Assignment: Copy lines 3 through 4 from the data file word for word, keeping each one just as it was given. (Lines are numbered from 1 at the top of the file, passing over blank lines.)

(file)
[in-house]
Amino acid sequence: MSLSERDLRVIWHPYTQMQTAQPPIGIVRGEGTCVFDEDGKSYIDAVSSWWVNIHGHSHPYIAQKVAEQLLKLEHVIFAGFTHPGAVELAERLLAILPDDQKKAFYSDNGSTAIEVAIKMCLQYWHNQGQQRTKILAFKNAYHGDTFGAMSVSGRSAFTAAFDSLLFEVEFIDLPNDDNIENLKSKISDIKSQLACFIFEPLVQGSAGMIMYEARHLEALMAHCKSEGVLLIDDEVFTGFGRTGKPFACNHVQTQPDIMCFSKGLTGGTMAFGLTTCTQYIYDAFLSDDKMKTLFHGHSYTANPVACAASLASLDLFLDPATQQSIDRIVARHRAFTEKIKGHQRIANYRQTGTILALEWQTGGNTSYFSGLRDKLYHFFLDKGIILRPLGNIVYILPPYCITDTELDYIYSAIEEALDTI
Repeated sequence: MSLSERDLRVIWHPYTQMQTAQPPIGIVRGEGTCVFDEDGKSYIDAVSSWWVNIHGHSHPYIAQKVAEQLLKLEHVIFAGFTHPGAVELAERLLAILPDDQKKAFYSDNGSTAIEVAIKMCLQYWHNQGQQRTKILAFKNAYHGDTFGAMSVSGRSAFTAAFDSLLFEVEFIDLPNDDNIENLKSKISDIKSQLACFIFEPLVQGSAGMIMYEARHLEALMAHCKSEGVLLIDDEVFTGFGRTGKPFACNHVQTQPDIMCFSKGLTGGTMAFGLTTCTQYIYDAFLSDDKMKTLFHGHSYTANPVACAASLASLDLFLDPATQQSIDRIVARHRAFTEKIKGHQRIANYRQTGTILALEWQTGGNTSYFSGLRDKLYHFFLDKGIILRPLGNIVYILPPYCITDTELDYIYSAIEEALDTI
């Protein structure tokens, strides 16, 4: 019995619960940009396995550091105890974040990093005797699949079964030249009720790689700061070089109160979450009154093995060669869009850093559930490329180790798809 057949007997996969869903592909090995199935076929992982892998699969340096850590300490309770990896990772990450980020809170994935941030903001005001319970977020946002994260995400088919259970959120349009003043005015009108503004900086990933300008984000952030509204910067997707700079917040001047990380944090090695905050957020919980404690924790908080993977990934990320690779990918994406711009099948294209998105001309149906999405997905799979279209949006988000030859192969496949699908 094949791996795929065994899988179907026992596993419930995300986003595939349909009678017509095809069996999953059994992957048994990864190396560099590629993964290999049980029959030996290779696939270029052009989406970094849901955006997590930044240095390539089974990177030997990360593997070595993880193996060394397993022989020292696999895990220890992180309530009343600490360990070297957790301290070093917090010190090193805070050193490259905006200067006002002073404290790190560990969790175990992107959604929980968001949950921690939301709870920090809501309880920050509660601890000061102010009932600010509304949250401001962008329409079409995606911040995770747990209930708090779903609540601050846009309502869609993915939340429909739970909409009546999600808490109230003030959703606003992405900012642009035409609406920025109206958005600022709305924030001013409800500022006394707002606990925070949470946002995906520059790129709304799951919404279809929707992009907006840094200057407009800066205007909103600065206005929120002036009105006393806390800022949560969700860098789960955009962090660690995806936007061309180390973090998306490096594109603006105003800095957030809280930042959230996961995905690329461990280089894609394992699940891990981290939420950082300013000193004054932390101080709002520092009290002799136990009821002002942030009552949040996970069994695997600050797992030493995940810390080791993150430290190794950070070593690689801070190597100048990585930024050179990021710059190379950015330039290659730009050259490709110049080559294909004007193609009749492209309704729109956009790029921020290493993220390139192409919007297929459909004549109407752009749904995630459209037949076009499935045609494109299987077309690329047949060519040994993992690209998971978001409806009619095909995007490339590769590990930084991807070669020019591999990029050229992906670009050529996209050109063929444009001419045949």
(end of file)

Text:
Repeated sequence: MSLSERDLRVIWHPYTQMQTAQPPIGIVRGEGTCVFDEDGKSYIDAVSSWWVNIHGHSHPYIAQKVAEQLLKLEHVIFAGFTHPGAVELAERLLAILPDDQKKAFYSDNGSTAIEVAIKMCLQYWHNQGQQRTKILAFKNAYHGDTFGAMSVSGRSAFTAAFDSLLFEVEFIDLPNDDNIENLKSKISDIKSQLACFIFEPLVQGSAGMIMYEARHLEALMAHCKSEGVLLIDDEVFTGFGRTGKPFACNHVQTQPDIMCFSKGLTGGTMAFGLTTCTQYIYDAFLSDDKMKTLFHGHSYTANPVACAASLASLDLFLDPATQQSIDRIVARHRAFTEKIKGHQRIANYRQTGTILALEWQTGGNTSYFSGLRDKLYHFFLDKGIILRPLGNIVYILPPYCITDTELDYIYSAIEEALDTI
């Protein structure tokens, strides 16, 4: 019995619960940009396995550091105890974040990093005797699949079964030249009720790689700061070089109160979450009154093995060669869009850093559930490329180790798809 057949007997996969869903592909090995199935076929992982892998699969340096850590300490309770990896990772990450980020809170994935941030903001005001319970977020946002994260995400088919259970959120349009003043005015009108503004900086990933300008984000952030509204910067997707700079917040001047990380944090090695905050957020919980404690924790908080993977990934990320690779990918994406711009099948294209998105001309149906999405997905799979279209949006988000030859192969496949699908 094949791996795929065994899988179907026992596993419930995300986003595939349909009678017509095809069996999953059994992957048994990864190396560099590629993964290999049980029959030996290779696939270029052009989406970094849901955006997590930044240095390539089974990177030997990360593997070595993880193996060394397993022989020292696999895990220890992180309530009343600490360990070297957790301290070093917090010190090193805070050193490259905006200067006002002073404290790190560990969790175990992107959604929980968001949950921690939301709870920090809501309880920050509660601890000061102010009932600010509304949250401001962008329409079409995606911040995770747990209930708090779903609540601050846009309502869609993915939340429909739970909409009546999600808490109230003030959703606003992405900012642009035409609406920025109206958005600022709305924030001013409800500022006394707002606990925070949470946002995906520059790129709304799951919404279809929707992009907006840094200057407009800066205007909103600065206005929120002036009105006393806390800022949560969700860098789960955009962090660690995806936007061309180390973090998306490096594109603006105003800095957030809280930042959230996961995905690329461990280089894609394992699940891990981290939420950082300013000193004054932390101080709002520092009290002799136990009821002002942030009552949040996970069994695997600050797992030493995940810390080791993150430290190794950070070593690689801070190597100048990585930024050179990021710059190379950015330039290659730009050259490709110049080559294909004007193609009749492209309704729109956009790029921020290493993220390139192409919007297929459909004549109407752009749904995630459209037949076009499935045609494109299987077309690329047949060519040994993992690209998971978001409806009619095909995007490339590769590990930084991807070669020019591999990029050229992906670009050529996209050109063929444009001419045949």